The Pilot’s Always the First One at the Crash

It usually happens like this…

The phone rings and someone says, “We need you to facilitate a public meeting. We have to do it; our managers have already decided the time, place and how it should be done. We know it’s gonna be bad but we need you to control the crowd.”  
Here’s my analogy to this kind of call: Hello, we’re plumbers and we’ve decided to build an airplane. We rode in one once so we know that it’s not a hard thing to do. Our managers had us make it out of wood and masking tape. We know that the wings are too big and that the engine is too small, but we don’t have time to fix it or redo it now. We don’t plan to ride in in this plane but we need you to fly it from here to Denver. We’ll wave when you leave and, oh, if anything bad happens, it’s you’re responsibility.

It’s the same call that I get from different people all too often, and my boilerplate response is usually “thanks, but no.” We facilitate some very tough public meetings, but it’s truly stupid to go out of your way to make them tougher than they need to be.
It’s sometimes difficult to explain to normal people what facilitators actually do, but my friend and colleague Bea Briggs at the International Institute for Facilitation and Change may have actually done it:

I hope that spring has made it to your house…see you again in a few weeks.     

That’s Not What I Meant

It’s common human arrogance to expect that what you say will be interpreted exactly as you intend it to be interpreted. The meanings of written and spoken words are constantly lost in translation. And to boot, we’re not very good at judging our own performances!

The best recipe for a persuasive presentation calls for a savvy mixture of problem, consequence, passion, imperfection, surprise, humor and a dash of wonder:

Or, if you’re looking for the fast food version of what works, here are six fundamental keys to making your presentations better:

Take my wife…Please! You might think that this next idea is on the lunatic fringe, but there’s some wisdom here. 
Great presentations have a lot in common with great stand-up comedy. Consider these eight pearls of wisdom…it’s an homage to one my heroes, the late great Jonathon Winters:

No News Isn’t Good News

For my government pals: I thought you’d be interested to know that Pew Research has found that only three percent of TV newscasts are now devoted to government and politics. This is down from seven percent in 2006. Forty percent of newscasts are now about weather, sports and traffic. And, it’s reasonable to assume that this three percent is mostly about government shenanigans and crises of some kind.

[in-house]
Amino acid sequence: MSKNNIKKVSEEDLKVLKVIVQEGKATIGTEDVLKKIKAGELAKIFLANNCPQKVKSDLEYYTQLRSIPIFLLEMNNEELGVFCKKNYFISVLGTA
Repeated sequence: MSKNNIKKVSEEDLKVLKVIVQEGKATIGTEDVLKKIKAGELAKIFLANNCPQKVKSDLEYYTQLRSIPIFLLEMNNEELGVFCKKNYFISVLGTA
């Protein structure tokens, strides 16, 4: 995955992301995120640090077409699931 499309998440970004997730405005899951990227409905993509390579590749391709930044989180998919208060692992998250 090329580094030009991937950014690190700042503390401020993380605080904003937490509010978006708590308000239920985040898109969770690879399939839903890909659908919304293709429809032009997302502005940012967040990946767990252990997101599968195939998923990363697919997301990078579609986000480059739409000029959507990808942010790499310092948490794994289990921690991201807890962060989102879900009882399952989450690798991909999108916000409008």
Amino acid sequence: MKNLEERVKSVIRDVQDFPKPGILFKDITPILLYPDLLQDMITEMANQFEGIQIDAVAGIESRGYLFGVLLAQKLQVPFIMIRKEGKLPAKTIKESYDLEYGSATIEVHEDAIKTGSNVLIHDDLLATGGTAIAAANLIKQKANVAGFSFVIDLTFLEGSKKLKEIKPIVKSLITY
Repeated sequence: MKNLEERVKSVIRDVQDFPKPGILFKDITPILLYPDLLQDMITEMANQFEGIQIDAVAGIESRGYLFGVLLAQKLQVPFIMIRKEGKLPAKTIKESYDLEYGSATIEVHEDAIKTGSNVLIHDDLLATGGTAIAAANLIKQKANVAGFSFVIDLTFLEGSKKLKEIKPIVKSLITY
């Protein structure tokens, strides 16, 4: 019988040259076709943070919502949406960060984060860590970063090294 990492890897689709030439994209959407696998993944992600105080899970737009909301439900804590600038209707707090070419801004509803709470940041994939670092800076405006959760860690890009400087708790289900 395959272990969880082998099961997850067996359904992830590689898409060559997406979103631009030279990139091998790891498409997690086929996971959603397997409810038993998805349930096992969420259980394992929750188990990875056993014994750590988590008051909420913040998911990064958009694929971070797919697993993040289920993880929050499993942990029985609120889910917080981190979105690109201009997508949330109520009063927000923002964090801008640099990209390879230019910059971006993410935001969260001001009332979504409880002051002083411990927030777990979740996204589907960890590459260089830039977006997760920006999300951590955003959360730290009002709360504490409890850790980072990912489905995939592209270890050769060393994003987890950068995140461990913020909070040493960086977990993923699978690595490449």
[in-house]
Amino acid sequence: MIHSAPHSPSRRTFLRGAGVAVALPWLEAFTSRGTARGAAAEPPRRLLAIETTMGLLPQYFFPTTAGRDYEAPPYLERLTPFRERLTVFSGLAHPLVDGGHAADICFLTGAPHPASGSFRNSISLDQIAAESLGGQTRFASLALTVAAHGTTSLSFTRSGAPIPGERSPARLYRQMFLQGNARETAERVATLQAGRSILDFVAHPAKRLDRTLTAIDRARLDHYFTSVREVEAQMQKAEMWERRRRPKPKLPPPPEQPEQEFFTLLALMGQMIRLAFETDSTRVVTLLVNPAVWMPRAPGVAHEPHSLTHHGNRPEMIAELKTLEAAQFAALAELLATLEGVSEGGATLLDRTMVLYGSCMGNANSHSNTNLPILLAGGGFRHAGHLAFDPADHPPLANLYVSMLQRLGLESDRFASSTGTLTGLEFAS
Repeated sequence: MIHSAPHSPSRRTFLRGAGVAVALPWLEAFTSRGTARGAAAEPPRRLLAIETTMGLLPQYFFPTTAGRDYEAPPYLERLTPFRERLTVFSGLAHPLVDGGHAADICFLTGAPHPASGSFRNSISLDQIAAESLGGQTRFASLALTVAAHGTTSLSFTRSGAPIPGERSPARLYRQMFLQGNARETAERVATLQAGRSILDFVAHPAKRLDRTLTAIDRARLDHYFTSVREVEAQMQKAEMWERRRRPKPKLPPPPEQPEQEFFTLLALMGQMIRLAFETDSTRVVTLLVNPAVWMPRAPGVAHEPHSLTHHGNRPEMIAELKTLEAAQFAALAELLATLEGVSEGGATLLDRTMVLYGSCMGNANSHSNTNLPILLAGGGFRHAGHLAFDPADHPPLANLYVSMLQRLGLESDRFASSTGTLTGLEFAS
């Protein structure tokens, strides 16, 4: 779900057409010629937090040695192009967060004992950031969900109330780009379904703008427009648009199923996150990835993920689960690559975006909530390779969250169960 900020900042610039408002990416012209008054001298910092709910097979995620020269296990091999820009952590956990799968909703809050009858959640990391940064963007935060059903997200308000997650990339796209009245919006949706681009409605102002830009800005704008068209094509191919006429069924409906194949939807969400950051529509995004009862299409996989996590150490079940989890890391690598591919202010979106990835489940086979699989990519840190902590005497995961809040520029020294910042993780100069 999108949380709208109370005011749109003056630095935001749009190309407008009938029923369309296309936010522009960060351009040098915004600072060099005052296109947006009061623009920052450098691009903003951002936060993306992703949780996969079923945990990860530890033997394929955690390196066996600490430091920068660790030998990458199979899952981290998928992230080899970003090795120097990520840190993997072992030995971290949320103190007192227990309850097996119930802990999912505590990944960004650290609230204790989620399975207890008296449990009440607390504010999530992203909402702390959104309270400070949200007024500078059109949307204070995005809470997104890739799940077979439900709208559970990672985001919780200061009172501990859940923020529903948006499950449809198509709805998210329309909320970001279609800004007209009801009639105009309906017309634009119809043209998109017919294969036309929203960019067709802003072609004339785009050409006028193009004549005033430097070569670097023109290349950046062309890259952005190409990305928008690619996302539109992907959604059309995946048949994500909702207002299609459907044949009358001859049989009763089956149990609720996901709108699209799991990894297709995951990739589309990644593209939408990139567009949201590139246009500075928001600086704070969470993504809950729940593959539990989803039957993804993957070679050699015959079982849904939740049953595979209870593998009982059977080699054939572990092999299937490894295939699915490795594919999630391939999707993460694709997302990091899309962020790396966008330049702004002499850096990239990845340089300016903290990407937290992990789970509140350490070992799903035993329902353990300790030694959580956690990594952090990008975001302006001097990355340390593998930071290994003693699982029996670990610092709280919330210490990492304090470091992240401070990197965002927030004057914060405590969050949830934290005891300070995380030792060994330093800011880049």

The decrease in news coverage is the result of shrinking newsrooms. Cable news is now mostly cable talk, and legitimate journalism is increasingly demonized:
And, if you’re disinclined to comment about your problems, consider the following:

Wondering about Weiner

Popular Tweeter and former Representative Anthony Weiner is back in the news: he’s off and running for Mayor of New York City. Erstwhile South Carolina governor & famous Appalachian Trail hiker Mark Sanford is rebranding. And then there’s Lance Armstrong…

These apologists present us with an interesting set of questions:

  • Can they truly redeem themselves?
  • Are they really remorseful or just crafty?
  • Are we gullible?
  • Most importantly, does anyone really care?

It also begs the question as to whether apologizing is all that it’s cracked up to be, or whether there is remedial power in just holding a grudge.

If you’re interested in this subject, you’ll find the following collection worth reading:

Making meaningful apologies:

The power of apology:

Why not apologizing is a whole lot better for your ego:

Is it reasonable (or even healthy) to forgive and forget?

Training and Coaching Workshops for 2013

Public anger, opposition and mistrust have changed the rules of engagement. The two-day Emotion, Emotion, Outrage and Public Participation workshop is hands-on, effective, and has never been more important. 

The IAP2 Public Participation Certificate course is for people who manage public involvement. You’ll learn what works, what doesn’t, why and what to do about it. Please join us for one of these:          

IAP2 Public Emotion and Outrage class:

  • NEWLY ADDED July 1/2 in Denver/Longmont
  • September 5/6 in Chicago
  • October 10/11 in Calgary

IAP2 Certificate class:

  • July 22 – 26 in Milwaukee
  • October 28 – November 1 in Chicago

We customize these workshops for your in-house group to give you the cultural change, strategy and tactics necessary to move your project forward. Call me for details.

For existing U.S. class registrations click on:

For existing Canada class registrations click on:

For custom workshops call 602-266-5556

A newly discovered favorite quote:

“A genuine leader is not a searcher for consensus but a molder of consensus.”

– Martin Luther King Jr.

Please pass this on to someone who you think might benefit from one of these workshops or would like to start getting this newsletter (we never SPAM anybody and subscribing/unsubscribing is easy).

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